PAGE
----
TONY BLAIR sought yet again to justify the conquest of Iraq in a recent speech. He harked back to what he plainly regards as an earlier triumph, NATO's 1999 war against Yugoslavia. Blair cited this as a precedent for the Anglo-American attack on Iraq. Even 'before September 11', he explained, 'the world's view of the justification of military action had been changing. The only clear case in international relations for armed intervention had been self defence... But the notion of intervening on humanitarian grounds had been gaining currency.'
The 1999 war was a case in point. The NATO leaders claimed to be defending the Albanians who make up a majority in the Serbian province of Kosovo from ethnic cleansing by the Serbian nationalist government of Yugoslav president Slobodan Milosevic. Blair himself, as he recalled in his recent speech, proclaimed a 'doctrine of international community'.
'This is a just war, based not on territorial ambitions but on values,' he told the Economic Club of Chicago in April 1999. Blair concluded that the leading Western powers could override the sovereignty of states that they deemed to be guilty of serious violations of human rights against their own citizens.
Many liberals rallied behind the NATO banner, proclaiming the dawn of a new 'global civil society' whose democratic principles would be backed up by the Pentagon's military muscle.
Blair's latest speech was a fairly obvious ploy to curry favour with these liberals, many of whom found the Iraq war too much to swallow. It was typically dishonest since, of course, the basic justification that both Washington and London gave at the time for attacking Iraq wasn't humanitarianism but self defence. But those pesky weapons of mass destruction have remained stubbornly hidden.
Blair has no choice but to fall back on an appeal to the democratic benefits that Western military might brings to the victims of barbarous tyrants like Slobodan Milosevic and Saddam Hussein. Hence the revolting sight to which we are regularly subjected on the media of Ann Clwyd, the Labour MP who is Blair's 'human rights' adviser in Iraq, tearfully praising the liberation brought by Western arms.
But Blair's timing in recalling the 1999 war was bad. Last week, almost exactly five years after the bombing started, Kosovo erupted in a ferocious confrontation between the Albanian majority and the Serb minority in Kosovo.
This conflict has been going on for decades, stoked by Milosevic's noxious Serb nationalism. Like the leaders of the Croats and the Bosnian Muslims during the Balkan wars of the 1990s, Albanian nationalists in Kosovo appealed to the Western powers as a counterweight to superior Serbian military force. In March 1999 NATO launched its bombing campaign to impose American-drafted terms on Milosevic.
Andrew Bacevich, a US army colonel turned academic, explained later that the war's aim 'was to provide an object lesson to any European state fancying that it was exempt from the rules of the post Cold War era. 'It was not Kosovo that counted, but affirming the dominant position of the United States in a Europe that was unified, integrated and open.'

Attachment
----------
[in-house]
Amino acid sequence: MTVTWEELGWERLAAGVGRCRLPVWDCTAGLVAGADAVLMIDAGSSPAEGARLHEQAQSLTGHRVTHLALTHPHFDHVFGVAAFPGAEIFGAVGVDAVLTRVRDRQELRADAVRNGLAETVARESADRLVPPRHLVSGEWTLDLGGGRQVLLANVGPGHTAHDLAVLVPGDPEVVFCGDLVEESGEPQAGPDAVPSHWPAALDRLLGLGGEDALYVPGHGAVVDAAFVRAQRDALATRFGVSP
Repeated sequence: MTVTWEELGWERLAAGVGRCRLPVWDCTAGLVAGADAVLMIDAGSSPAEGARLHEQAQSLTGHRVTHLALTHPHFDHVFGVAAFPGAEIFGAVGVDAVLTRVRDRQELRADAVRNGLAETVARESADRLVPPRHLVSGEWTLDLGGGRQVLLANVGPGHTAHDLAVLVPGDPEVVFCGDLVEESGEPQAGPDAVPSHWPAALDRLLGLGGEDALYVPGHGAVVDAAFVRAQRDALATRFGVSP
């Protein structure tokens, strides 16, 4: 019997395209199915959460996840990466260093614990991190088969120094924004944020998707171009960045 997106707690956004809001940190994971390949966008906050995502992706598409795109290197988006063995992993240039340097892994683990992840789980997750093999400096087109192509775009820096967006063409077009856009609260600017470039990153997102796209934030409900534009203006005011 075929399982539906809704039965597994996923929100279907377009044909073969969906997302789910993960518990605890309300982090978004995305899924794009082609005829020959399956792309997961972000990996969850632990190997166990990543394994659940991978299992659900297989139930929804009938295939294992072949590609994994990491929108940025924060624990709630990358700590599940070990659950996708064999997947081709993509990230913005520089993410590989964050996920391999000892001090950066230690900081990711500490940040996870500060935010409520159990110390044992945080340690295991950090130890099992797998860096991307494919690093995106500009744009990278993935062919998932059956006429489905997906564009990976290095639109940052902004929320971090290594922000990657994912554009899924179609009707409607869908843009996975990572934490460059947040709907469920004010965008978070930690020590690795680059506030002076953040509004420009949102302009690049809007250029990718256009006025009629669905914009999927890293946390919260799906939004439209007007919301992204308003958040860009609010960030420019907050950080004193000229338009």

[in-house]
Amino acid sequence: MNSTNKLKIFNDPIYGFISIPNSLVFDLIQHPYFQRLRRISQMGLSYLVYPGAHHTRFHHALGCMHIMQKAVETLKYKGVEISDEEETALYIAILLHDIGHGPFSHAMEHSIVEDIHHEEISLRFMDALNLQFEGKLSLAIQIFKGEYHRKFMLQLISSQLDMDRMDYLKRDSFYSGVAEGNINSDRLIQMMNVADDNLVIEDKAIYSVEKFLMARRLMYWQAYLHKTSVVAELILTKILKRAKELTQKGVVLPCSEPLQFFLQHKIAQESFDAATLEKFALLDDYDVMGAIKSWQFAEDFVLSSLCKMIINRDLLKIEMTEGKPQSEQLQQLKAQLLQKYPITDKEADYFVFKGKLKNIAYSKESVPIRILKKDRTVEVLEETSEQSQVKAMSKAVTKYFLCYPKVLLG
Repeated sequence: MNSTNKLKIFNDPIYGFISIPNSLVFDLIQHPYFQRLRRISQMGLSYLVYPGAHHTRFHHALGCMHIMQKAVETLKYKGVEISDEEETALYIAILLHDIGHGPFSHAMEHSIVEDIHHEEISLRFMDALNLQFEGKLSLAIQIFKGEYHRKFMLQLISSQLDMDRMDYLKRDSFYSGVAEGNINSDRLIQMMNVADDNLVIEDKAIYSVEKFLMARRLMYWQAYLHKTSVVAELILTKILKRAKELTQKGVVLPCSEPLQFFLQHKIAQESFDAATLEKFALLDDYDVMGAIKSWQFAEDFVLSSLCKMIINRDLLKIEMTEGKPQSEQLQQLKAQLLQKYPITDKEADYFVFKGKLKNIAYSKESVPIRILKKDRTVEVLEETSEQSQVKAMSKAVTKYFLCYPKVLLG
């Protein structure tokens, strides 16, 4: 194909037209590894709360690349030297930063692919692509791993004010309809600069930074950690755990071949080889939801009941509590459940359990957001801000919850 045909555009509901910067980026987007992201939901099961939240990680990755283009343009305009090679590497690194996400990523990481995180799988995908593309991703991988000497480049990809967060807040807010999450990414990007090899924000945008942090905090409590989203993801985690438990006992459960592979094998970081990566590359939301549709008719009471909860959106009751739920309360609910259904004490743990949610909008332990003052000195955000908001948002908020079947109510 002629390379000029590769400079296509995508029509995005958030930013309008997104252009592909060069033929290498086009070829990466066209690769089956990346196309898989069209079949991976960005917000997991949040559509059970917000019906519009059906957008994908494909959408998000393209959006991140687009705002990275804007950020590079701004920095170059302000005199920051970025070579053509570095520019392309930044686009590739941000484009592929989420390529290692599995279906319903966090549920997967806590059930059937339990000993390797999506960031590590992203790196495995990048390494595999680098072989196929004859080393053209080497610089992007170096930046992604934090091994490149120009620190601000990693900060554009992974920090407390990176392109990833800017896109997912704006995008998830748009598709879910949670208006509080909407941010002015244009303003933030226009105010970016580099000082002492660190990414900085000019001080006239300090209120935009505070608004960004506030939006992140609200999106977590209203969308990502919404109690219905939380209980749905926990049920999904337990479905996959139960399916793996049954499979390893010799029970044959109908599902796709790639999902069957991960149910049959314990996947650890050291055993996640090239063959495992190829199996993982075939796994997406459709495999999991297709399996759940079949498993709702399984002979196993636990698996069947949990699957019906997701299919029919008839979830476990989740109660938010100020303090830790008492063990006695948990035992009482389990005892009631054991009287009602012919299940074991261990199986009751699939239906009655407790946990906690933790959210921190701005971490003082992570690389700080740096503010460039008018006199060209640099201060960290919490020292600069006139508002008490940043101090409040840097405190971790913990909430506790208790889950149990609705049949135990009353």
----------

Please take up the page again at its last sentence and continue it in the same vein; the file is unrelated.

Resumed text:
Initially the object lesson was badly bungled. Milosevic used the NATO bombing as a pretext to expel hundreds of thousands of Albanians from Kosovo. But, in the end, US military superiority won out.
Under a Russian-brokered deal the Yugoslav army withdrew from Kosovo, which became a NATO protectorate governed by a United Nations official. The triumphant Albanian nationalists proceed to drive out as many Serbs as they could. There are now perhaps 100,000 Serbs left in Kosovo, mainly in the north, facing 1.8 million Albanians.
Last week's clashes were the latest round in this process. Kosovo is still legally part of Serbia. The new Serbian prime minister, Vojslav Kostunica, is proposing that Serb areas in Kosovo be given autonomy, perhaps as the first step towards the province's partition. Serb enclaves in central Kosovo have been particularly targeted in the latest violence, apparently in a pre-emptive strike designed to tilt the carve-up the Albanians' way.
Tim Judah wrote in last Sunday's Observer, 'In any partition the north would stay with Serbia. The status of the enclaves would be uncertain. It looks as though Albanian extremists have tried to snuff them out.'
So what Tony Blair's great 'war for values' did was to replace the ethnic cleansing of Albanians by Serbs with the ethnic cleansing of Serbs by Albanians. It's hardly a great advert for the imperialism of human rights.
Alex Callinicos is the author of The New Mandarins of American Power (£13.99) and The Revolutionary Ideas of Karl Marx (£5.99). Both are available from Bookmarks, the socialist bookshop-phone 020 7637 1848.